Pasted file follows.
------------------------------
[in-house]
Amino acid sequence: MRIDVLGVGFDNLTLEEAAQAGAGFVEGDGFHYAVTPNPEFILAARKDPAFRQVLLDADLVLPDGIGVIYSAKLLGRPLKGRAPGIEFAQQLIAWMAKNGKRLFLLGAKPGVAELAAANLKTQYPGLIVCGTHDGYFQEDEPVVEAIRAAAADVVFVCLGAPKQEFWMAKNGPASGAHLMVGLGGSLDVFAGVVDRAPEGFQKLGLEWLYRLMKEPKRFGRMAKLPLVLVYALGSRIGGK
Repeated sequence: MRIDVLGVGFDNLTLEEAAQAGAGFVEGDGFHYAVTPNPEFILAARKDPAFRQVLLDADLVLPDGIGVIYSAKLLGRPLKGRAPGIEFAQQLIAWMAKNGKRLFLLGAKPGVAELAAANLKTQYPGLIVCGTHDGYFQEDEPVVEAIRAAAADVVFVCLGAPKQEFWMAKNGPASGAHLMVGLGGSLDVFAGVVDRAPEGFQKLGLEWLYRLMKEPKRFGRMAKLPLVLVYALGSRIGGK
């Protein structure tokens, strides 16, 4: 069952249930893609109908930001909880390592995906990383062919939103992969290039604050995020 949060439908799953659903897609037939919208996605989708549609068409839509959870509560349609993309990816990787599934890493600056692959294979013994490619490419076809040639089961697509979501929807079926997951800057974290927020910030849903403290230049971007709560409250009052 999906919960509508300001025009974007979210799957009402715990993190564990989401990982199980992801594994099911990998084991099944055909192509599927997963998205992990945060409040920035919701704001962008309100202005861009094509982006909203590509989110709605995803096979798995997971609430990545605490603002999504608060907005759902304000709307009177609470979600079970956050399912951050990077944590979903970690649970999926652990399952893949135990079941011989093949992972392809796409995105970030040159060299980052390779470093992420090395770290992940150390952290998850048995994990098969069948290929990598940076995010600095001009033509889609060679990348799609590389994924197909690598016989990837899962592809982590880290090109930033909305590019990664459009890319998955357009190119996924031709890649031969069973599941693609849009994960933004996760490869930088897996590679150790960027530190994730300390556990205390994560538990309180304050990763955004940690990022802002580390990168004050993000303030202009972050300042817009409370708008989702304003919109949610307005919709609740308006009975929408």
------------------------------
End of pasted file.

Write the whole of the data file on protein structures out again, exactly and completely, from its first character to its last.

[in-house]
Amino acid sequence: MRIDVLGVGFDNLTLEEAAQAGAGFVEGDGFHYAVTPNPEFILAARKDPAFRQVLLDADLVLPDGIGVIYSAKLLGRPLKGRAPGIEFAQQLIAWMAKNGKRLFLLGAKPGVAELAAANLKTQYPGLIVCGTHDGYFQEDEPVVEAIRAAAADVVFVCLGAPKQEFWMAKNGPASGAHLMVGLGGSLDVFAGVVDRAPEGFQKLGLEWLYRLMKEPKRFGRMAKLPLVLVYALGSRIGGK
Repeated sequence: MRIDVLGVGFDNLTLEEAAQAGAGFVEGDGFHYAVTPNPEFILAARKDPAFRQVLLDADLVLPDGIGVIYSAKLLGRPLKGRAPGIEFAQQLIAWMAKNGKRLFLLGAKPGVAELAAANLKTQYPGLIVCGTHDGYFQEDEPVVEAIRAAAADVVFVCLGAPKQEFWMAKNGPASGAHLMVGLGGSLDVFAGVVDRAPEGFQKLGLEWLYRLMKEPKRFGRMAKLPLVLVYALGSRIGGK
């Protein structure tokens, strides 16, 4: 069952249930893609109908930001909880390592995906990383062919939103992969290039604050995020 949060439908799953659903897609037939919208996605989708549609068409839509959870509560349609993309990816990787599934890493600056692959294979013994490619490419076809040639089961697509979501929807079926997951800057974290927020910030849903403290230049971007709560409250009052 999906919960509508300001025009974007979210799957009402715990993190564990989401990982199980992801594994099911990998084991099944055909192509599927997963998205992990945060409040920035919701704001962008309100202005861009094509982006909203590509989110709605995803096979798995997971609430990545605490603002999504608060907005759902304000709307009177609470979600079970956050399912951050990077944590979903970690649970999926652990399952893949135990079941011989093949992972392809796409995105970030040159060299980052390779470093992420090395770290992940150390952290998850048995994990098969069948290929990598940076995010600095001009033509889609060679990348799609590389994924197909690598016989990837899962592809982590880290090109930033909305590019990664459009890319998955357009190119996924031709890649031969069973599941693609849009994960933004996760490869930088897996590679150790960027530190994730300390556990205390994560538990309180304050990763955004940690990022802002580390990168004050993000303030202009972050300042817009409370708008989702304003919109949610307005919709609740308006009975929408």